Can Earth Hour Galvanize the Global Warming Fight?

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Every successful social movement has its defining images. Think of the civil rights movement, and the photos of protesters being attacked by police dogs and pummeled by high-pressure fire hoses. Or the Vietnam anti-war movement, and the video of body bags being beamed back to America's living rooms. Even environmentalism has its iconic images, like Cleveland's heavily polluted Cuyahoga River catching fire in the 1960s, smog wreathing Los Angeles's skyline during the next decade and even the stark hole in the ozone over Antarctica. To help galvanize public support — especially around a complex issue — the right picture really can be worth a thousand words.

When it comes to climate change, however, that picture hasn't yet been found. Hurricane Katrina's destruction, drowning polar bears, spreading deserts — these images are powerful in their own right, but they're not the sorts of pictures that can drive a movement. Precisely because global warming is so, well, global, potentially touching just about every corner of the world and every aspect of our lives, encapsulating it in a single image has proven elusive. You can't connect climate change to a natural disaster as simply as you can connect a napalm bomb, a running child and the war in Vietnam. That's made building and sustaining a movement against global warming so challenging. We can't see it yet, not quite — and we can't see its victims. But by the time we can, it will be too late.

That hasn't stopped environmental groups from trying, however. On Saturday at 8:30 pm local time — beginning on Chatham Island in New Zealand, one of the first places on Earth that the dawn strikes — towns and cities in over 80 countries across the world will shut off their lights for 60 minutes, to draw attention to climate change. The National Stadium in Beijing, the Great Pyramids in Egypt, the Empire State Building in New York and even the Strip in Las Vegas — all will go dark for an hour to raise awareness of climate change and show that there is a worldwide constituency out there eager for action. "This is the only event regarding climate change that is truly global," says Carter Roberts, the president of the World Wildlife Fund (WWF) in the U.S., which is coordinating the event. "Climate change is the most global of problems, and the global community needs to come together to solve it." (Read "Earth Hour '08: Did It Matter?")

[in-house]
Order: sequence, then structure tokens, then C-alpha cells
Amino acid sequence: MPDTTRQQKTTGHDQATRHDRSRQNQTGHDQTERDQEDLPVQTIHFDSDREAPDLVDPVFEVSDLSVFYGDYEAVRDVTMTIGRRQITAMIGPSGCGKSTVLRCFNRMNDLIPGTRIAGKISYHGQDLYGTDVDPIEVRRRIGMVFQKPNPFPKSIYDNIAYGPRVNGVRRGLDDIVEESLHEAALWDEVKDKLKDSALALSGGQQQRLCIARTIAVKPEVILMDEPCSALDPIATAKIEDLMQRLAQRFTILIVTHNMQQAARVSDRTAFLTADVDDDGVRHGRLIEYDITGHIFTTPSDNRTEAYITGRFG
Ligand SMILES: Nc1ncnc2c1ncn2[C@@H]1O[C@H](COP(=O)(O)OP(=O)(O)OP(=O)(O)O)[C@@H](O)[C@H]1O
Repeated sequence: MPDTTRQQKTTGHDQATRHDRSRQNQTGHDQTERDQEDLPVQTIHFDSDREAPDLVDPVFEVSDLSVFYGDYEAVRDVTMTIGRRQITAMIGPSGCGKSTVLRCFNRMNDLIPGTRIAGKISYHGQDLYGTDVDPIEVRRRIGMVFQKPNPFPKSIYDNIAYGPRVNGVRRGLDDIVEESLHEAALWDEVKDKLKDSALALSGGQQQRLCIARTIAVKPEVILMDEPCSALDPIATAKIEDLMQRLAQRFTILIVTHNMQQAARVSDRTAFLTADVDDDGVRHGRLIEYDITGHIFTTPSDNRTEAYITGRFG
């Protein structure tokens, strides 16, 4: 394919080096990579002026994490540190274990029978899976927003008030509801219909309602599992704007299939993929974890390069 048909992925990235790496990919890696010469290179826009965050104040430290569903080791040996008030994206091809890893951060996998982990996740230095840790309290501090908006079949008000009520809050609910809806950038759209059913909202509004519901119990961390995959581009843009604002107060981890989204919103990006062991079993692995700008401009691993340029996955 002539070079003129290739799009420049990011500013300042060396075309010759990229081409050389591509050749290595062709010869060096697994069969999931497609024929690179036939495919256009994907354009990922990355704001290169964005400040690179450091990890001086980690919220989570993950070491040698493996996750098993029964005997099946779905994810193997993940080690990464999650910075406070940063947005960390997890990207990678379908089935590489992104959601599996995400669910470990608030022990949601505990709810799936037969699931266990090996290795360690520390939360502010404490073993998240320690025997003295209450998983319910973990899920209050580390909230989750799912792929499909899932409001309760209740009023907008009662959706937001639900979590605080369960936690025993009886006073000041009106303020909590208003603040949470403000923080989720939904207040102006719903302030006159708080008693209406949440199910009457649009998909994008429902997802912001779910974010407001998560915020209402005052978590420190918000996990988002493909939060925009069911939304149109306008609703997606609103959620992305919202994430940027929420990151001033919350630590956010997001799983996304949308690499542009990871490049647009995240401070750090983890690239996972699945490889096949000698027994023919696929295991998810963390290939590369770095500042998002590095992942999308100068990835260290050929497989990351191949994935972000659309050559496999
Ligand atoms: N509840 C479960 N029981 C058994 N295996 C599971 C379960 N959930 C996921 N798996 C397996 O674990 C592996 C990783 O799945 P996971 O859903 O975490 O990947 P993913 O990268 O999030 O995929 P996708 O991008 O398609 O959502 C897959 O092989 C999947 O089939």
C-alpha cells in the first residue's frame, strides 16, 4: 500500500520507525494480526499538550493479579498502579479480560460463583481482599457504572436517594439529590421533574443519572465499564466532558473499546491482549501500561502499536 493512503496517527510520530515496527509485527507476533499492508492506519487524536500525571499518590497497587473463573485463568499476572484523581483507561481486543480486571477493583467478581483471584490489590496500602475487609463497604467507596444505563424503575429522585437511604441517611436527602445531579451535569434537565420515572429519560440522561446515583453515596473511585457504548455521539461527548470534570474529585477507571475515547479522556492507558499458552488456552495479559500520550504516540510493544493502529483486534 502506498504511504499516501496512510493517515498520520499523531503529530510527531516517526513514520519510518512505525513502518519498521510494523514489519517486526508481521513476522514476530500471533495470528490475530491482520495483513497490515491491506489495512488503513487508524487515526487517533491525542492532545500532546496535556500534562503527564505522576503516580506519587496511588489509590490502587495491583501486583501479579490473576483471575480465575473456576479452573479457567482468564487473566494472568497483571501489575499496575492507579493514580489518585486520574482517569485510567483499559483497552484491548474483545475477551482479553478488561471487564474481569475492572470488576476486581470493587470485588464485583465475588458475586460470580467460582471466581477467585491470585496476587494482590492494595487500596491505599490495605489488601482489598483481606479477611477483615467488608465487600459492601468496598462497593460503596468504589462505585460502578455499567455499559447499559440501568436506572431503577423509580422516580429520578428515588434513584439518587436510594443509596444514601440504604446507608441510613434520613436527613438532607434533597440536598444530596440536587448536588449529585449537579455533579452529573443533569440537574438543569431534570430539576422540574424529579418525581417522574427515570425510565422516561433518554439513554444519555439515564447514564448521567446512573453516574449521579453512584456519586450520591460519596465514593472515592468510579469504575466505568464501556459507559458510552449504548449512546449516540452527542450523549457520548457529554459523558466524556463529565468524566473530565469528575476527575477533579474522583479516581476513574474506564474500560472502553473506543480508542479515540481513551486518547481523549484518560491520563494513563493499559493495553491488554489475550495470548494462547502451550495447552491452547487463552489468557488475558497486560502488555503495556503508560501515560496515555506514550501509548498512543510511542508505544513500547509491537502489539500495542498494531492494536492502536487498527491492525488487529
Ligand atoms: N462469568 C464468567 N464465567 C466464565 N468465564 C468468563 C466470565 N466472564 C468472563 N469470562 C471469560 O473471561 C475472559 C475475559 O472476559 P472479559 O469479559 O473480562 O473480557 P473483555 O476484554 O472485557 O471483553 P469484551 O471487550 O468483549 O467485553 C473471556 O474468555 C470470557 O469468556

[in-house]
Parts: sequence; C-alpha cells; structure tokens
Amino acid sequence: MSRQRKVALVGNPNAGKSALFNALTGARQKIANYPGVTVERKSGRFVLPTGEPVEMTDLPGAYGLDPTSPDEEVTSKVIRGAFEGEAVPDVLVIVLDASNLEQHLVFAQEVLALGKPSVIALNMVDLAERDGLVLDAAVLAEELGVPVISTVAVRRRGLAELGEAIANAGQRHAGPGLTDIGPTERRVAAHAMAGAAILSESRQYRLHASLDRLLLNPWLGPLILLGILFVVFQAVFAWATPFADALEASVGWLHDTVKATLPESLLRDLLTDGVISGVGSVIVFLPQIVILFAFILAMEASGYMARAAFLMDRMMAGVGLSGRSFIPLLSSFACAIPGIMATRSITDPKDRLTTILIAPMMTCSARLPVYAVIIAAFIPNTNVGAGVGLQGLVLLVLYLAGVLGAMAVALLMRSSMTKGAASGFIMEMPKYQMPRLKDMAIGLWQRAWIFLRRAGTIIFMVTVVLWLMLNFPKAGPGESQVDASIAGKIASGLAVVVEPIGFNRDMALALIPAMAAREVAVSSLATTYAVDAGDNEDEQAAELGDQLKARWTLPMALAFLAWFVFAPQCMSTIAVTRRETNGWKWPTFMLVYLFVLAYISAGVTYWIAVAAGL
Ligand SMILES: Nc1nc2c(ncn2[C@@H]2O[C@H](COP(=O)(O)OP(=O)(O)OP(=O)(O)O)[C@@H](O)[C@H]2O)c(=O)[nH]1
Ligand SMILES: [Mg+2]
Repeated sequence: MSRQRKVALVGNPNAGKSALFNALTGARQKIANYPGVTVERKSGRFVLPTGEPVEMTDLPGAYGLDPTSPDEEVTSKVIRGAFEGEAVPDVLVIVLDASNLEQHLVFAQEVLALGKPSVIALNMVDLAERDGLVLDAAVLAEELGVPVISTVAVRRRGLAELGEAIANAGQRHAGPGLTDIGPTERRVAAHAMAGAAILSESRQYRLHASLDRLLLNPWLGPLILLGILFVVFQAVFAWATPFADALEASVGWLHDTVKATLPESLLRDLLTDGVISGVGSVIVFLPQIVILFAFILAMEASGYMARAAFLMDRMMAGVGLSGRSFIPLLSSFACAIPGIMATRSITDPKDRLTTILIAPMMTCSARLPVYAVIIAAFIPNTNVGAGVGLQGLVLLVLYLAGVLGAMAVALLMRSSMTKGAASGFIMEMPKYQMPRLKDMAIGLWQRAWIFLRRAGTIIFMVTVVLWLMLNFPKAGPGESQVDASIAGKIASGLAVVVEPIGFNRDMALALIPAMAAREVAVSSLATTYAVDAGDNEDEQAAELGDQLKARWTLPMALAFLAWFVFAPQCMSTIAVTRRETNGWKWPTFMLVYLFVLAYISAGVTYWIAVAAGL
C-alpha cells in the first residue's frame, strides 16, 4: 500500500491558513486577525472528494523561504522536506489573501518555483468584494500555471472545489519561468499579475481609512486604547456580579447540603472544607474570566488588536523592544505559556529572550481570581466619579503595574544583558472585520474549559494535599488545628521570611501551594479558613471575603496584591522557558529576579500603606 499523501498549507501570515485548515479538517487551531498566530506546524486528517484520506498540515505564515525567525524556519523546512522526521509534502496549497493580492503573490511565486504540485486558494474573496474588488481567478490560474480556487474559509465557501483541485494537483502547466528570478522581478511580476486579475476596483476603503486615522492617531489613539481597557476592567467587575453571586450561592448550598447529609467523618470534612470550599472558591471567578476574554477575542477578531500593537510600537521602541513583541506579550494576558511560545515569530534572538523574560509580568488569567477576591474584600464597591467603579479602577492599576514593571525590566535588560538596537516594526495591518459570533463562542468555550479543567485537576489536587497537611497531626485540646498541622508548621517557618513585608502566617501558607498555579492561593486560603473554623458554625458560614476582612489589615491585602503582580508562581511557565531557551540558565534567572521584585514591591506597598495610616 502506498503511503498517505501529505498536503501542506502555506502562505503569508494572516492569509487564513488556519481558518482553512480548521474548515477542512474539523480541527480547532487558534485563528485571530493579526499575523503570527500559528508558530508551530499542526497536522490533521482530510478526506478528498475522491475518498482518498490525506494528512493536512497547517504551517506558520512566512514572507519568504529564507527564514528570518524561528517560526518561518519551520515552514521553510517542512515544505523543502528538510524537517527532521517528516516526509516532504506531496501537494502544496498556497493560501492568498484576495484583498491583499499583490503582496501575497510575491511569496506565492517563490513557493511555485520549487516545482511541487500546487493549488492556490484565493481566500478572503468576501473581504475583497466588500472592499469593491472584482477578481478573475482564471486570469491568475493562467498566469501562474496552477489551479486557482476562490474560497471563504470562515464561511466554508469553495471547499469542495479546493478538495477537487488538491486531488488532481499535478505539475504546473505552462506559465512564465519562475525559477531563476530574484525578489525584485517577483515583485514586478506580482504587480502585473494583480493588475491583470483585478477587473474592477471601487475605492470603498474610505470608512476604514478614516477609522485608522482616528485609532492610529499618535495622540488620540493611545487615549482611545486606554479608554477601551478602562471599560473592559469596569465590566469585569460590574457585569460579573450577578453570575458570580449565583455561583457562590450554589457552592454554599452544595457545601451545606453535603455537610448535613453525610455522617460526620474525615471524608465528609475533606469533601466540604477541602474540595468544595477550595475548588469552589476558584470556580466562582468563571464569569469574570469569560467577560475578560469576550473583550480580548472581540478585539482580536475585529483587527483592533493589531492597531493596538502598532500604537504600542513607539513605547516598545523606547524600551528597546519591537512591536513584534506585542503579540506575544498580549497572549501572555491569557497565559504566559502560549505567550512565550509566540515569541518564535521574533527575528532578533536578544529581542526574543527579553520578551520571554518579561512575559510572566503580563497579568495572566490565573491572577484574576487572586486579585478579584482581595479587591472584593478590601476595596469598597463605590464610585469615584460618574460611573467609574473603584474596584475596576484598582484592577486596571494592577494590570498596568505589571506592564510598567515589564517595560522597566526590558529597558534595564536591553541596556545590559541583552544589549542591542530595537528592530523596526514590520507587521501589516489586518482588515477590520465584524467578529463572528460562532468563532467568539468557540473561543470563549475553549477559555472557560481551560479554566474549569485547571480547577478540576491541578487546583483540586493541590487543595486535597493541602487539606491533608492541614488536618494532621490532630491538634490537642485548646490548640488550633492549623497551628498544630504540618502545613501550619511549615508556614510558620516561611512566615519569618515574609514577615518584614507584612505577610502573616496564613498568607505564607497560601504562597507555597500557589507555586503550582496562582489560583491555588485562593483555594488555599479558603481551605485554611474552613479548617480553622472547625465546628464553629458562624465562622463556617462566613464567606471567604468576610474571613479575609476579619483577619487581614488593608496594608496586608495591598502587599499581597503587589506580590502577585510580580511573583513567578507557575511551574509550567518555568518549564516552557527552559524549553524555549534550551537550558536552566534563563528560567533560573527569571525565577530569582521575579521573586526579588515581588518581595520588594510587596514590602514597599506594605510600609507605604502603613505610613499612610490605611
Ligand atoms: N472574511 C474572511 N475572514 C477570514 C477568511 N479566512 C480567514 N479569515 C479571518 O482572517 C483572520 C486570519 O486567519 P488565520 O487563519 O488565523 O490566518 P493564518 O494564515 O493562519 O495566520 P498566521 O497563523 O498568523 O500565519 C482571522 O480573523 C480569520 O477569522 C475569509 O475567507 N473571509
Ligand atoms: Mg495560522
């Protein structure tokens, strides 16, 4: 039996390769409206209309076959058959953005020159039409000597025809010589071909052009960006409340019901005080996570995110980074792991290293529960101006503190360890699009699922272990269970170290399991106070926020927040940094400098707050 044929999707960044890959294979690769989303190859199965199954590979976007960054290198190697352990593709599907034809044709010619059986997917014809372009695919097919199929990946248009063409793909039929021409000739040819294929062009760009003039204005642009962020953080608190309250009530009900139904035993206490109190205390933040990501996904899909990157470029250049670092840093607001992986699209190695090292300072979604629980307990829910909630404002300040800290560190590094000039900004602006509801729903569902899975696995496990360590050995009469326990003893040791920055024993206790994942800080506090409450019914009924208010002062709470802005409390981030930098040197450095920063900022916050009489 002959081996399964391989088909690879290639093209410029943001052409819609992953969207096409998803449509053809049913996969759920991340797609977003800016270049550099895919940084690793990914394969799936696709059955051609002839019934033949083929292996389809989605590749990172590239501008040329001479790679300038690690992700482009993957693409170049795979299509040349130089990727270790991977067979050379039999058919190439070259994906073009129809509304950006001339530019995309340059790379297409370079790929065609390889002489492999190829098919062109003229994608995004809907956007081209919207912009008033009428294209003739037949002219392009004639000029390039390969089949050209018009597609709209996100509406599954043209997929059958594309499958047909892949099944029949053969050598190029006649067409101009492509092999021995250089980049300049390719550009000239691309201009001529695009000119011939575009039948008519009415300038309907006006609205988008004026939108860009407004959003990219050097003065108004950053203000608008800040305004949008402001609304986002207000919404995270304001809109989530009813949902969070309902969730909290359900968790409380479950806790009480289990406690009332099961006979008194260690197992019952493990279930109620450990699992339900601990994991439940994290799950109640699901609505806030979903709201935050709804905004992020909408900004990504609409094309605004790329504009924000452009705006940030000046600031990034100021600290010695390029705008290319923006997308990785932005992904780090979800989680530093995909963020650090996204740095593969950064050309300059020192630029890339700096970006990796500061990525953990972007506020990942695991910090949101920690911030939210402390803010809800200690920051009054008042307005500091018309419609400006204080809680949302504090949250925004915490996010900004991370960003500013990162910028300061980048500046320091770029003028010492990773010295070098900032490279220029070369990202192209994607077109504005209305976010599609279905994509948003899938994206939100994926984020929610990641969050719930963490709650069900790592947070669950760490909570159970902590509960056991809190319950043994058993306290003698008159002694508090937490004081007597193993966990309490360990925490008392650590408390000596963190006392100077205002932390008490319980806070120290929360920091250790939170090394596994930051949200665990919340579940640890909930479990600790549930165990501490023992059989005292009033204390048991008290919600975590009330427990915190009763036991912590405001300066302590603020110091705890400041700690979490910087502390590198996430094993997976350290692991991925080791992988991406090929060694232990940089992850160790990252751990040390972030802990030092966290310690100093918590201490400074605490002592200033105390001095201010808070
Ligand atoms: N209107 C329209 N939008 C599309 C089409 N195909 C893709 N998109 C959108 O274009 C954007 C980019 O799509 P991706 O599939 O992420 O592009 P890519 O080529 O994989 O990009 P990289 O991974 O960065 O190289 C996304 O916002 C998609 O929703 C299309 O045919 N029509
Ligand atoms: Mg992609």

This is the second year in a row that WWF has helped run a worldwide Earth Hour — the event began two years ago just in Australia) -- and participation has grown tremendously, from 400 cities in 2008 to some 4,000 this year. The image, at least, will be spectacular — monuments and skyscrapers switching off, a ring of darkness passing across the face of the planet. Though WWF is loosely overseeing Earth Hour, the protest — for lack of a better term — is a product of the age of social media, organized at the grassroots, with word spreading via Twitter and Facebook. "This is an open source thing," says WWF spokesperson Leslie Aun. "We lit the spark, but everyone is owning this."

Earth Hour itself is easy to make fun of — skeptics will say that turning out the lights won't make but a light ding in our carbon emissions, and critics will claim it proves that environmentalists really do want to send us straight to the dark ages. The Competitive Enterprise Institute, a conservative think tank, is holding a counter-protest during the same time period called Celebrate Human Achievement Hour, which will "salute the people who keep the lights on and produce the energy that helps make human achievement possible." (So if you've ever wanted to throw a party for your local coal plant, this will be your chance.) But Earth Hour is a symbolic act, and as WWF's Roberts points out, "history is littered with symbolic acts that became tipping points." (Read "Solar Power: Eco-Friendly or Environmental Blight?")

Is Earth Hour going to become such a tipping point, or the movement's defining image? It's possible, but as important as pictures are, we'll need more. When President George W. Bush was in charge, knocking away climate change action like an NHL goalie, symbolism mattered because it was all we had. Now there's a new President who has made very green promises, and who needs to be kept to them, even in the teeth of the worst economic crisis most of us have ever known. The new battle will be fought in the nitty gritty of policy, and the protests that matter will be political ones.

Global warming may never get its perfect picture — Earth Hour, a globe gone dark, may be the closest thing we'll have. That's all right — at a time when a recent Gallup poll reports that a record-high 41% of Americans think global warming is exaggerated, green groups need to do everything they can to keep this issue on the front burner, here and in the rest of the world. "The take home message from Earth Hour should be that we are not alone," says Roberts. "I want people to go to the website, but after, I want them to send a letter to their congressman." So think of it this way; turning off your lights Saturday night is all well and good — but remember that the work really starts when you turn them back on.

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